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Let $\displaystyle \ \ B(t,T):=\int_t^T f(t,s)ds$, where $f(.,.)$ is a stochastic process whose solution we don't know.

My lecture slides make the claim that:

$$f(t,T) = \frac{\partial B(t,u)}{\partial u} \Bigg|_{u=T}$$

My first question is, what's the notation $\frac{\partial .}{\partial.} \Bigg|_{u=T}$?

My second question is what is this notation?

$$\frac{\partial B(t,T)}{\partial T} \Bigg|_{T\searrow t}$$

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up vote 1 down vote accepted

The first is the value of the derivative in $u=T$ (just substitution).

The second is maybe the limit where $T$ tends monotonously to $t$.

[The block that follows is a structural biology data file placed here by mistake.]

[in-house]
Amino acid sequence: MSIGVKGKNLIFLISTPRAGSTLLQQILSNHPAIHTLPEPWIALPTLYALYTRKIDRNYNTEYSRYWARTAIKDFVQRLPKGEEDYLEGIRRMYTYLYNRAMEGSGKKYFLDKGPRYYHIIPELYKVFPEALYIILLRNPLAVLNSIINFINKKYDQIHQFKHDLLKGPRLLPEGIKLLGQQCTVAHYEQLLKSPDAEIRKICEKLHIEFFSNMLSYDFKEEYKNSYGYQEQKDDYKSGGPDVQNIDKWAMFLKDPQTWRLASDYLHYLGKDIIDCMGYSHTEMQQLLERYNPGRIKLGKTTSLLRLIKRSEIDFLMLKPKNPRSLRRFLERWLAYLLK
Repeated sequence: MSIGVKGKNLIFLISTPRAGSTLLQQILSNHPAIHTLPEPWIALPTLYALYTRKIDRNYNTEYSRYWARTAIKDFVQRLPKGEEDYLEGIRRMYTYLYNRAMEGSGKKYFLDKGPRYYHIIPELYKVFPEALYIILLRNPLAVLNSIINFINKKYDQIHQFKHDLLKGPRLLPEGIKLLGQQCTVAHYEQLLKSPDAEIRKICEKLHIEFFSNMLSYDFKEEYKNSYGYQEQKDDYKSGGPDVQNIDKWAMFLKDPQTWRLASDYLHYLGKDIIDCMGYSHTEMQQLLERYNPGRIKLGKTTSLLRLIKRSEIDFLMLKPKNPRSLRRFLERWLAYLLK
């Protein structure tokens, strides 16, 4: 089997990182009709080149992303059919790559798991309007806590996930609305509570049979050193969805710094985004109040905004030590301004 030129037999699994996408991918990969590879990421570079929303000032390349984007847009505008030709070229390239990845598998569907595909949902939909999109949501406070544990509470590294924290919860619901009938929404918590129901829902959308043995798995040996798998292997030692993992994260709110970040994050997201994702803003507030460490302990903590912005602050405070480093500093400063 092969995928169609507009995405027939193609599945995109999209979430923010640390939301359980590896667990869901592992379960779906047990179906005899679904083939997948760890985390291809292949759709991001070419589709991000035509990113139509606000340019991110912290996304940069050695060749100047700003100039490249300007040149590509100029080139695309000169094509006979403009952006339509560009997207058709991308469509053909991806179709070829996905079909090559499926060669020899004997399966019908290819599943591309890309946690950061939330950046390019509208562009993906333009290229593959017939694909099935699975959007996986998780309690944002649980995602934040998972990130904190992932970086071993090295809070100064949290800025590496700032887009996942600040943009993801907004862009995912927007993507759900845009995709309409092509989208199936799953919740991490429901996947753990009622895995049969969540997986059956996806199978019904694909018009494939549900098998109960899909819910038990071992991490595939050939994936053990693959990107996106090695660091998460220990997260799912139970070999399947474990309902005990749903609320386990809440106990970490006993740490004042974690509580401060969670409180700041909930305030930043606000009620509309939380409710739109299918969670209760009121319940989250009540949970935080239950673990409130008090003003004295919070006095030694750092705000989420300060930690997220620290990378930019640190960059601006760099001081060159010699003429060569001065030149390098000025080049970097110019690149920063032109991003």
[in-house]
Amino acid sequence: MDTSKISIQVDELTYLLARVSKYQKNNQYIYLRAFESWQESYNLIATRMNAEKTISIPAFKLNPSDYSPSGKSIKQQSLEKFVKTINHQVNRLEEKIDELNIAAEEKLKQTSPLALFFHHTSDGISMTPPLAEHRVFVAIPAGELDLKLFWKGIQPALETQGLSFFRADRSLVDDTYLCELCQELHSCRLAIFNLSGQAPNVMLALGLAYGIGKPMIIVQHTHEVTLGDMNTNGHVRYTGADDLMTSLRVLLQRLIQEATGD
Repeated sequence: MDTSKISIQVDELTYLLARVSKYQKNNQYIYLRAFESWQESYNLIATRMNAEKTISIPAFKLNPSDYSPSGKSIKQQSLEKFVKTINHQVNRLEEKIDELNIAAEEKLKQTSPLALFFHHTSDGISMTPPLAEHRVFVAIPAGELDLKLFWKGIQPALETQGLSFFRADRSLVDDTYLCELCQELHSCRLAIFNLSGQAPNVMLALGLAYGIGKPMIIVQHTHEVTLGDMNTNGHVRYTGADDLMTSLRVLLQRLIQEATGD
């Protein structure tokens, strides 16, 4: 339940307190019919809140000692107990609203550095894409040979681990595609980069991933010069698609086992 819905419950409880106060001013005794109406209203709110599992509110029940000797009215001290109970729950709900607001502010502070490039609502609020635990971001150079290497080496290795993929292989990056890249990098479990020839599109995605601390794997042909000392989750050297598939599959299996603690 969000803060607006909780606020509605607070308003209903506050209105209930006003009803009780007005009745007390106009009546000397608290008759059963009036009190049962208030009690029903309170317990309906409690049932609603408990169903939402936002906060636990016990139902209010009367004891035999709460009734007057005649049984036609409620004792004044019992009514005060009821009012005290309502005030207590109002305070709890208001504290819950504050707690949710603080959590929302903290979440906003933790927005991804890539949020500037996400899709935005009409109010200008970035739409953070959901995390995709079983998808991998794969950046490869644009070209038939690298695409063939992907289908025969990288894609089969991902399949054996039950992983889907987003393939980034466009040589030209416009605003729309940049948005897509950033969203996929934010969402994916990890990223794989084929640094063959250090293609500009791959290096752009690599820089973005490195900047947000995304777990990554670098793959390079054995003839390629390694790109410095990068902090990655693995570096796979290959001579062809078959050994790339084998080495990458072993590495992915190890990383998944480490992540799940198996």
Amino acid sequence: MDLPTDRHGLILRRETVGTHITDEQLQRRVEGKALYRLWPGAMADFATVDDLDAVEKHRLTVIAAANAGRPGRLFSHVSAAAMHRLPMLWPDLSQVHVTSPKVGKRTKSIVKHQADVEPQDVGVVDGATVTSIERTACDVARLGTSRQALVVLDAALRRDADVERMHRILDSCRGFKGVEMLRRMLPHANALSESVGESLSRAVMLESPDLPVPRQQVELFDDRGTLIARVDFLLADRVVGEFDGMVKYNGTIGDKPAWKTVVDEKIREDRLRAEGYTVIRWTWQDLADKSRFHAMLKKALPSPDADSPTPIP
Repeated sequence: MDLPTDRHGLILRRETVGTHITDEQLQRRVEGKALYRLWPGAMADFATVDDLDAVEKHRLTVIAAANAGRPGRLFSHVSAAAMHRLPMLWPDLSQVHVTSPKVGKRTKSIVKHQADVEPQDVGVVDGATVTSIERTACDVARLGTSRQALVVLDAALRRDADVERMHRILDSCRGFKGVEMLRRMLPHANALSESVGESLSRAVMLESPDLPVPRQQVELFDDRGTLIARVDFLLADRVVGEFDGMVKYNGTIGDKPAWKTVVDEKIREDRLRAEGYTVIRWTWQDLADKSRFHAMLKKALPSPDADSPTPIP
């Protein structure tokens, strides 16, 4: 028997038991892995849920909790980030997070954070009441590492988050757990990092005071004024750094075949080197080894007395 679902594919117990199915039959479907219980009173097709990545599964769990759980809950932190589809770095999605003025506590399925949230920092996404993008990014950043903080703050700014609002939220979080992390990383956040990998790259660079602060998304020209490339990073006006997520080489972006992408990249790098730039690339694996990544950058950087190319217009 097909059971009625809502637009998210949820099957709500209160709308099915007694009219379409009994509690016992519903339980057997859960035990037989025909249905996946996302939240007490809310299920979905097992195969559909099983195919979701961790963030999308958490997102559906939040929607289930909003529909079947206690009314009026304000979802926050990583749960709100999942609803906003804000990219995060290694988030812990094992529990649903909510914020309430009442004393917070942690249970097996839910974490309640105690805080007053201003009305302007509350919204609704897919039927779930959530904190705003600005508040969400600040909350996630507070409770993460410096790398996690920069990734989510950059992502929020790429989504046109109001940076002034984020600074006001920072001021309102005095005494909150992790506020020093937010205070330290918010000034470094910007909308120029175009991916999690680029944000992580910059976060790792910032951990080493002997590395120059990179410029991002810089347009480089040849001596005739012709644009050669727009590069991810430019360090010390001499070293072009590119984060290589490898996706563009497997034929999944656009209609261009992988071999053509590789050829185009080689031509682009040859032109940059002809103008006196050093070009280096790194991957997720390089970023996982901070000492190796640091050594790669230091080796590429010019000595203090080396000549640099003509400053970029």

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For the first question, why couldn't he have done $\frac{\partial B(t,T)}{\partial T}$, instead of using $u$ and then substituting in $T$ afterwards? – Jase Nov 22 '12 at 17:59
The short answer is: because $T$ is the function argument, that is, considered constant in the RHS; but you can only differentiate w.r.t. independent variable. For example, put you want $f(t,5)$. The RHS becomes meaningless. – starteleport Nov 23 '12 at 6:47

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